No Guarantee of Success for Microsoft's Hyper-V VirtualizationBy Frank Ohlhorst | Print
After a long, intensive beta process, Microsoft's Hyper-V virtualization is now ready for the masses. But will enterprises turn away from leading players such as VMware and Citrix and flock to the new technology?
With the release to manufacturing of Hyper-V, Microsoft is hoping that Windows Server 2008 users will see the product as the de facto virtualization product for the enterprise. What’s more, Microsoft is looking to use Hyper-V as a catalyst for the expanded adoption of Windows Server 2008. While those accomplishments may be lofty goals, one thing is certain: Microsoft does have the wherewithal to make it happen.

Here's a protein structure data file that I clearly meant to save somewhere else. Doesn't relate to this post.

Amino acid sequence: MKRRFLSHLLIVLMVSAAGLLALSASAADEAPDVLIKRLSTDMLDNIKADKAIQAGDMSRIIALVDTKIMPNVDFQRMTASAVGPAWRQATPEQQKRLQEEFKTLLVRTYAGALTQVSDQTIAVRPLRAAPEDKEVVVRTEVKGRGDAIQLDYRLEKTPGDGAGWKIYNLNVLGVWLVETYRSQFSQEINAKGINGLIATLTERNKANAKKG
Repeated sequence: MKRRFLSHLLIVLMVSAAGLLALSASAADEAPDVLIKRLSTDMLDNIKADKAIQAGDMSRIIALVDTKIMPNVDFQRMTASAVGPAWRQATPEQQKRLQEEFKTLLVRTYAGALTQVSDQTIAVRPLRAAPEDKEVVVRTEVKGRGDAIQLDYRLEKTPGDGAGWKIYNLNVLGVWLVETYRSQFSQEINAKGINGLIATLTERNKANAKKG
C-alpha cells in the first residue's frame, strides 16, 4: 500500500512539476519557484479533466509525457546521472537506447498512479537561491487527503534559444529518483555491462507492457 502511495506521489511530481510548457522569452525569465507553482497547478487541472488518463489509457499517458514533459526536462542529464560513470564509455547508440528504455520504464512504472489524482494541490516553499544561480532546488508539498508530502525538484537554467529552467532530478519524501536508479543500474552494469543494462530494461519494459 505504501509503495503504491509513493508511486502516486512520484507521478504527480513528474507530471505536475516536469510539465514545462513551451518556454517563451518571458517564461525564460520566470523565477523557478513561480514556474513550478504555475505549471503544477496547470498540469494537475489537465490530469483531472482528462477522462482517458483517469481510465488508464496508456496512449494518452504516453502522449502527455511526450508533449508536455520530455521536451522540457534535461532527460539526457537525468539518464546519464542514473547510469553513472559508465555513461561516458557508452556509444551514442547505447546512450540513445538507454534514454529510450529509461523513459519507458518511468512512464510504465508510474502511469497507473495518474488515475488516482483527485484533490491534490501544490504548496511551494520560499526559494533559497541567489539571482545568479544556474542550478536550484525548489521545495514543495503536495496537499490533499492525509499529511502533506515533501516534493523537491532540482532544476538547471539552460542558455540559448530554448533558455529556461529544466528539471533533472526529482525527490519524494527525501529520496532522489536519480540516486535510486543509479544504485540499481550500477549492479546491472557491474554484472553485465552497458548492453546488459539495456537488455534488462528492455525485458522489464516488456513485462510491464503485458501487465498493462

Hyper-V is a late arrival to the party and is taking a different approach to garner recognition. First off, Hyper-V, for all intents and purposes, is a free virtualization solution; it is included with several editions of Windows Server 2008 and is deployed using WS08’s roles wizard. That bundling, ease of installation and initial "no cost" ideology will make Hyper-V a hard technology to ignore. What’s more, those looking to bring virtualization into their enterprises will be forced to take a long hard look at an upgrade path that includes Windows Server 2008.
That creates an interesting question. Was Hyper-V created to enhance Microsoft’s marketing abilities or to bring advanced technology to the enterprise? Either way, adopters will have to make significant investments in hardware and software to bring Hyper-V’s capabilities to fruition.